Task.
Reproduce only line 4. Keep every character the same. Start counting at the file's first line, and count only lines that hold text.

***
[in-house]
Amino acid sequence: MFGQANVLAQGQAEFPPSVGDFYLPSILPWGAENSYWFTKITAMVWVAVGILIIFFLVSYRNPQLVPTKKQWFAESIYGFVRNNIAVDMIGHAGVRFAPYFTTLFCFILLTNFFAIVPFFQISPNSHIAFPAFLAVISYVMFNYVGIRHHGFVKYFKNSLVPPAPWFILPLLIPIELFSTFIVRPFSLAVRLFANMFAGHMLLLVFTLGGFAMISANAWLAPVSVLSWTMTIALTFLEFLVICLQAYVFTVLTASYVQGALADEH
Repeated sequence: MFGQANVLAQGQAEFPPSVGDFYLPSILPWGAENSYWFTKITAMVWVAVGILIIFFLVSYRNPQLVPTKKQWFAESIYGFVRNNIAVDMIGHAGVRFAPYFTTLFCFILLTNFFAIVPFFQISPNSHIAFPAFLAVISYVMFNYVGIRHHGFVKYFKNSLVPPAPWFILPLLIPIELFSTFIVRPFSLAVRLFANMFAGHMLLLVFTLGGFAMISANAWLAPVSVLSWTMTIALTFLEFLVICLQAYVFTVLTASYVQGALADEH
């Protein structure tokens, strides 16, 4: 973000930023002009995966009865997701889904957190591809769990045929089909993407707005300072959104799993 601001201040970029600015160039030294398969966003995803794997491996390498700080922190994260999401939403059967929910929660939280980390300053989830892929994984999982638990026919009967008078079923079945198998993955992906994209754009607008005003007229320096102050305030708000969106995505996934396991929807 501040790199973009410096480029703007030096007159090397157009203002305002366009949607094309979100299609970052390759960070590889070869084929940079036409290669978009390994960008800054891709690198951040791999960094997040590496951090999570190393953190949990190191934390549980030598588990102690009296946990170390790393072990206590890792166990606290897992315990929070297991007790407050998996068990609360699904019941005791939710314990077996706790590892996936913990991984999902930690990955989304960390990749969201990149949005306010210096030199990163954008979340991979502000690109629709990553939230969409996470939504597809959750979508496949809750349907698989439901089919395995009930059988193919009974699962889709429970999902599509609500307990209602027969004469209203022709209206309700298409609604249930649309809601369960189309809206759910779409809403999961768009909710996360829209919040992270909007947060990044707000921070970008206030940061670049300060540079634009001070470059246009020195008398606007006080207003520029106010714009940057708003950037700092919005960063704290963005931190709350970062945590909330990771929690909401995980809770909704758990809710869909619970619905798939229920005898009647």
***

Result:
């Protein structure tokens, strides 16, 4: 973000930023002009995966009865997701889904957190591809769990045929089909993407707005300072959104799993 601001201040970029600015160039030294398969966003995803794997491996390498700080922190994260999401939403059967929910929660939280980390300053989830892929994984999982638990026919009967008078079923079945198998993955992906994209754009607008005003007229320096102050305030708000969106995505996934396991929807 501040790199973009410096480029703007030096007159090397157009203002305002366009949607094309979100299609970052390759960070590889070869084929940079036409290669978009390994960008800054891709690198951040791999960094997040590496951090999570190393953190949990190191934390549980030598588990102690009296946990170390790393072990206590890792166990606290897992315990929070297991007790407050998996068990609360699904019941005791939710314990077996706790590892996936913990991984999902930690990955989304960390990749969201990149949005306010210096030199990163954008979340991979502000690109629709990553939230969409996470939504597809959750979508496949809750349907698989439901089919395995009930059988193919009974699962889709429970999902599509609500307990209602027969004469209203022709209206309700298409609604249930649309809601369960189309809206759910779409809403999961768009909710996360829209919040992270909007947060990044707000921070970008206030940061670049300060540079634009001070470059246009020195008398606007006080207003520029106010714009940057708003950037700092919005960063704290963005931190709350970062945590909330990771929690909401995980809770909704758990809710869909619970619905798939229920005898009647």